RoRBook/Wheels

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  1. Introduction
  2. Working Environment
  3. Land-based Vehicles and Basics
    1. Basic Requirements
    2. First Beams/Nodes
    3. Rigidity
    4. Wheels
    5. Engine
    6. Suspension
    7. Steering
    8. Commands
    9. Hooks
    10. Submeshes
    11. Flares
    12. Props
    13. Details
  4. Objects and Texturing
    1. Meshes
      1. Tools
      2. Basic Rules
    2. Materials
    3. Flexbodies
  5. Aircraft and Winged Vehicles
    1. Simple Aircraft
    2. Wings
    3. Fusedrag
    4. Engines
      1. Props
      2. Jets
  6. Nautical Vehicles and Boats
    1. Simple Boats
    2. Engines
  7. Packaging
Wheels Wheels are simply structures that the game creates automatically out of standard features to make creating vehicles easier. They are simply Nodes Nodes connected by Beams Beams with a contactable Submesh Submesh. They are unique in that they will rotate when given input to accelerate.

=Wheels= Wheels Wheels are the most basic wheels in the game. The width of a wheel is determined by the distance between the two reference nodes and is composed of pie slices known as rays. The more rays a wheel has, the smoother it will be but will also contain more nodes and beams and consequently lower performance. It is considered good form to keep your rays between 10 and 20.

Wheelspic1.png

The optional snode option allows for game-managed Axle Rigidity. This will keep the two wheel reference nodes in line under normal conditions. If snode is NOT used, you must enter 9999.

Nodes 2 and 3 would be mounted to the chassis with wheels mounted on nodes 1,2 and 3,4
wheels
;radius, width, numrays, node1, node2, snode, braked, propulsed, arm, mass,  spring,   damping,   facemat          bandmat
 0.54,   1,  12,       1,     2,   9999,    1,      1,         25,  400.0, 800000.0, 4000.0, tracks/wheelface tracks/wheelband2
 0.54,   1,  12,       3,     4,   9999,    1,      1,         23,  400.0, 800000.0, 4000.0, tracks/wheelface tracks/wheelband2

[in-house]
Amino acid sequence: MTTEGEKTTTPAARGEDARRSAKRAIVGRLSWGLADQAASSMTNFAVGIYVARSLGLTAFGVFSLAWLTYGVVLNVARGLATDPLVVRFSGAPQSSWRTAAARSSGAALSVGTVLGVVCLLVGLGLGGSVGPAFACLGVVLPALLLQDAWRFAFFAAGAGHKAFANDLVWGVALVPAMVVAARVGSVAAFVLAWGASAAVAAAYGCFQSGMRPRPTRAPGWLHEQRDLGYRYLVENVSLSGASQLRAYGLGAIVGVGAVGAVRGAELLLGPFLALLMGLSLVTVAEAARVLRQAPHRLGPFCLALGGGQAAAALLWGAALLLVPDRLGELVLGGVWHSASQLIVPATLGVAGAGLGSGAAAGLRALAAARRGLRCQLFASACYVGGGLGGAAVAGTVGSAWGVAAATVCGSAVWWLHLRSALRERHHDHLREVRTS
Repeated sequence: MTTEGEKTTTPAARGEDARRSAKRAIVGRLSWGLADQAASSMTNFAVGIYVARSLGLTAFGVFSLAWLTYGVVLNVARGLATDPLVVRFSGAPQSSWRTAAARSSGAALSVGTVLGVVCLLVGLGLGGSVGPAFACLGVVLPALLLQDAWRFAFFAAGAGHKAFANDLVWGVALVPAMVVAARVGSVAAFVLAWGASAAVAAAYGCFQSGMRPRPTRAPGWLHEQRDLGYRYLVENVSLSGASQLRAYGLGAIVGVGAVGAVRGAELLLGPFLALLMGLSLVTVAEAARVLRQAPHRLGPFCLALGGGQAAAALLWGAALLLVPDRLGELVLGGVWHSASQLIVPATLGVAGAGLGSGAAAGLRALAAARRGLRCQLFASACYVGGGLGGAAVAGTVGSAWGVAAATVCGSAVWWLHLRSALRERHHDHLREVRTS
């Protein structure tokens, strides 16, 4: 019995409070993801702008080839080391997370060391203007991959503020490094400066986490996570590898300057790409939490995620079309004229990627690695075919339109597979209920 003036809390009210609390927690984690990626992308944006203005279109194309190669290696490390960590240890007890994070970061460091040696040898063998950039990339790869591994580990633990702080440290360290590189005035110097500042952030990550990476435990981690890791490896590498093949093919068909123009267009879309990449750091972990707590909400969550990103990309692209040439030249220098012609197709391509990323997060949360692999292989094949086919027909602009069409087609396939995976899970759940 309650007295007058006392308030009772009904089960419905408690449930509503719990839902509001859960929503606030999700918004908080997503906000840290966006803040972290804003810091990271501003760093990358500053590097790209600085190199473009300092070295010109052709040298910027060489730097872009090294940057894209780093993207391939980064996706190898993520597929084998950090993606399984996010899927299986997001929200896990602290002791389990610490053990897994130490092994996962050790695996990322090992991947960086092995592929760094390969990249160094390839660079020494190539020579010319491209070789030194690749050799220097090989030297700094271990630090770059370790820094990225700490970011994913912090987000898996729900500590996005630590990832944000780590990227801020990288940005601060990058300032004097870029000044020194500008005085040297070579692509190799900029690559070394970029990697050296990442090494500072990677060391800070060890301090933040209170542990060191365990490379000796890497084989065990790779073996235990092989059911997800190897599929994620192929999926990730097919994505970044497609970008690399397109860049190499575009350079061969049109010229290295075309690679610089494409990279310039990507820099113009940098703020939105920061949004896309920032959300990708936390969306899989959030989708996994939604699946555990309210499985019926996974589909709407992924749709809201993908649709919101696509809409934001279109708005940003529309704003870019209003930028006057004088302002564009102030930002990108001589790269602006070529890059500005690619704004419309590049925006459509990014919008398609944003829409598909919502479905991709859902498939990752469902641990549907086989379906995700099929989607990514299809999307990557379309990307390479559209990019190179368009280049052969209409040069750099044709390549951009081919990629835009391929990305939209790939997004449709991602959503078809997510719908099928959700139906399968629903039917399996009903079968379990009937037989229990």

First step: The snode is Disabled ( The data is 9999), the nodes 1 and 4 are hanging just down.

wheels
;radius, width, numrays, node1, node2, snode, braked, propulsed, arm, mass,  spring,   damping,   facemat          bandmat
 0.54,   1,  12,       1,     2,      3,    1,      1,         25,  400.0, 800000.0, 4000.0, tracks/wheelface tracks/wheelband2
 0.54,   1,  12,       3,     4,   9999,    1,      1,         23,  400.0, 800000.0, 4000.0, tracks/wheelface tracks/wheelband2
Second step: You type 3 to the snode option of the wheel 1,2. Now node 1 will always have the ambition to be at the same "line" like the nodes 2 and 3.
wheels
;radius, width, numrays, node1, node2, snode, braked, propulsed, arm, mass,  spring,   damping,   facemat          bandmat
 0.54,   1,  12,       1,     2,      3,    1,      1,         25,  400.0, 800000.0, 4000.0, tracks/wheelface tracks/wheelband2
 0.54,   1,  12,       3,     4,      2,    1,      1,         23,  400.0, 800000.0, 4000.0, tracks/wheelface tracks/wheelband2
Third step: You type 2 to the snode option of the wheel 3,4.

Now all nodes will be on one level / line even node 1 and 4 aren't mounted primary to the chassis.


Contents

Wheels2

This feature improves the default wheels section by splitting wheels into rims and tires. This allows the player to set tire pressure with the keyboard.

Wheels2 Wheels2 (also known as the "complex wheel model") allows you to separate the wheel [rim] from the tire (tyre). This requires extra syntax, namely specifying the characteristics of the wheel versus the tire. Traditionally the wheel will be very rigid with the tire being much less so. The rigidity of wheels2 tires can be altered by holding [ and ] ingame, resulting in this: